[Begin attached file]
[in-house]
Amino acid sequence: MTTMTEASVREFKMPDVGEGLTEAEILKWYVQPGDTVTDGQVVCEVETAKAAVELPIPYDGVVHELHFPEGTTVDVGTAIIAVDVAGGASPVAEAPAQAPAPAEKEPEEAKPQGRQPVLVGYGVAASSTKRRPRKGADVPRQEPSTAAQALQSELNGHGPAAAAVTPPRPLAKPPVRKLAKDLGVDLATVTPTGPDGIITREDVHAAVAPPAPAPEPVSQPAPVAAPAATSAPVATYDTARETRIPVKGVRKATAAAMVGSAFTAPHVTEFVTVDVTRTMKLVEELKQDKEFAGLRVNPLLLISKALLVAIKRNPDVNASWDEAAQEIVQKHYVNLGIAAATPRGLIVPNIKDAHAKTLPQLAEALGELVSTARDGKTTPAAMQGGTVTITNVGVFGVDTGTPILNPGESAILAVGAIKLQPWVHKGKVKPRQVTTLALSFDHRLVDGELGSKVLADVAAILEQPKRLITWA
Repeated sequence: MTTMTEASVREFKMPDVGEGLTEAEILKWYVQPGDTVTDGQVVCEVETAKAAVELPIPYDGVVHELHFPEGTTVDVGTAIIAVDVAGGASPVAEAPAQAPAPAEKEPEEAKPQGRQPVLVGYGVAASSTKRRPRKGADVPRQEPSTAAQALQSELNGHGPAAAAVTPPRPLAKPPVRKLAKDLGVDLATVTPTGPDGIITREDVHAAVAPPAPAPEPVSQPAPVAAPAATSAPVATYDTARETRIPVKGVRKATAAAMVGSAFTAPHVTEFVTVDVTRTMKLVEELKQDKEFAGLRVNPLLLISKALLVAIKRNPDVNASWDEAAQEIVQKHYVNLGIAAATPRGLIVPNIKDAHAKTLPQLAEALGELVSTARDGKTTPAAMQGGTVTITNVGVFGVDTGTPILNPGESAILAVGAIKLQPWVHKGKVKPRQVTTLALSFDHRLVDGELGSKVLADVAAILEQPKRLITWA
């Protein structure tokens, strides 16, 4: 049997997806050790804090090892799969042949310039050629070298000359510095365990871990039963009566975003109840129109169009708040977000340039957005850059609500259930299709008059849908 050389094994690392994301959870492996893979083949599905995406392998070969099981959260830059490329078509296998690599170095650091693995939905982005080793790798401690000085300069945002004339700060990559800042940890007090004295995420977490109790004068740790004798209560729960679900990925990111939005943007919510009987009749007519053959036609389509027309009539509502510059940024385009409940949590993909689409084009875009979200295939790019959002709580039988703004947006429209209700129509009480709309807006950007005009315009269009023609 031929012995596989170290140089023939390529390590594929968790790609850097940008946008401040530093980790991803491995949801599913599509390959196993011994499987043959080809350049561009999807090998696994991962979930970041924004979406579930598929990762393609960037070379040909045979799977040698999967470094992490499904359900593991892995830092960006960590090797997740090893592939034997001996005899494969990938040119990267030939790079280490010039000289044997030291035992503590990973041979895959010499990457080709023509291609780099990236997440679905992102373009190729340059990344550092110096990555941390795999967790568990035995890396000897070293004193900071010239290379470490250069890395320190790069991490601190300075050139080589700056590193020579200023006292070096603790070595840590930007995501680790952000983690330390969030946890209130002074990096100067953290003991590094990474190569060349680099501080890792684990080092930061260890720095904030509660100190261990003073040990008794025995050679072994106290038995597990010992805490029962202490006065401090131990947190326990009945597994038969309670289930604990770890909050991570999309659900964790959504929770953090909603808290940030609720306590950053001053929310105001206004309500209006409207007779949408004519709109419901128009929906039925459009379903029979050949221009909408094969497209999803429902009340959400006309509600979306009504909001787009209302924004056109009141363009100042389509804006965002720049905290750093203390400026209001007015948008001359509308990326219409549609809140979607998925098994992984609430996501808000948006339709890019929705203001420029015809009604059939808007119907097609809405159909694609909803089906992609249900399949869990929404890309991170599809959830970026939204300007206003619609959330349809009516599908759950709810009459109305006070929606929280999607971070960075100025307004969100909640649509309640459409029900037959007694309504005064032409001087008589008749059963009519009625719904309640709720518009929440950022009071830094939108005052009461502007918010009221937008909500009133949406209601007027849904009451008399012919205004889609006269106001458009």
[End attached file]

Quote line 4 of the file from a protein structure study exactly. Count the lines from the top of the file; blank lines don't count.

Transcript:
């Protein structure tokens, strides 16, 4: 049997997806050790804090090892799969042949310039050629070298000359510095365990871990039963009566975003109840129109169009708040977000340039957005850059609500259930299709008059849908 050389094994690392994301959870492996893979083949599905995406392998070969099981959260830059490329078509296998690599170095650091693995939905982005080793790798401690000085300069945002004339700060990559800042940890007090004295995420977490109790004068740790004798209560729960679900990925990111939005943007919510009987009749007519053959036609389509027309009539509502510059940024385009409940949590993909689409084009875009979200295939790019959002709580039988703004947006429209209700129509009480709309807006950007005009315009269009023609 031929012995596989170290140089023939390529390590594929968790790609850097940008946008401040530093980790991803491995949801599913599509390959196993011994499987043959080809350049561009999807090998696994991962979930970041924004979406579930598929990762393609960037070379040909045979799977040698999967470094992490499904359900593991892995830092960006960590090797997740090893592939034997001996005899494969990938040119990267030939790079280490010039000289044997030291035992503590990973041979895959010499990457080709023509291609780099990236997440679905992102373009190729340059990344550092110096990555941390795999967790568990035995890396000897070293004193900071010239290379470490250069890395320190790069991490601190300075050139080589700056590193020579200023006292070096603790070595840590930007995501680790952000983690330390969030946890209130002074990096100067953290003991590094990474190569060349680099501080890792684990080092930061260890720095904030509660100190261990003073040990008794025995050679072994106290038995597990010992805490029962202490006065401090131990947190326990009945597994038969309670289930604990770890909050991570999309659900964790959504929770953090909603808290940030609720306590950053001053929310105001206004309500209006409207007779949408004519709109419901128009929906039925459009379903029979050949221009909408094969497209999803429902009340959400006309509600979306009504909001787009209302924004056109009141363009100042389509804006965002720049905290750093203390400026209001007015948008001359509308990326219409549609809140979607998925098994992984609430996501808000948006339709890019929705203001420029015809009604059939808007119907097609809405159909694609909803089906992609249900399949869990929404890309991170599809959830970026939204300007206003619609959330349809009516599908759950709810009459109305006070929606929280999607971070960075100025307004969100909640649509309640459409029900037959007694309504005064032409001087008589008749059963009519009625719904309640709720518009929440950022009071830094939108005052009461502007918010009221937008909500009133949406209601007027849904009451008399012919205004889609006269106001458009």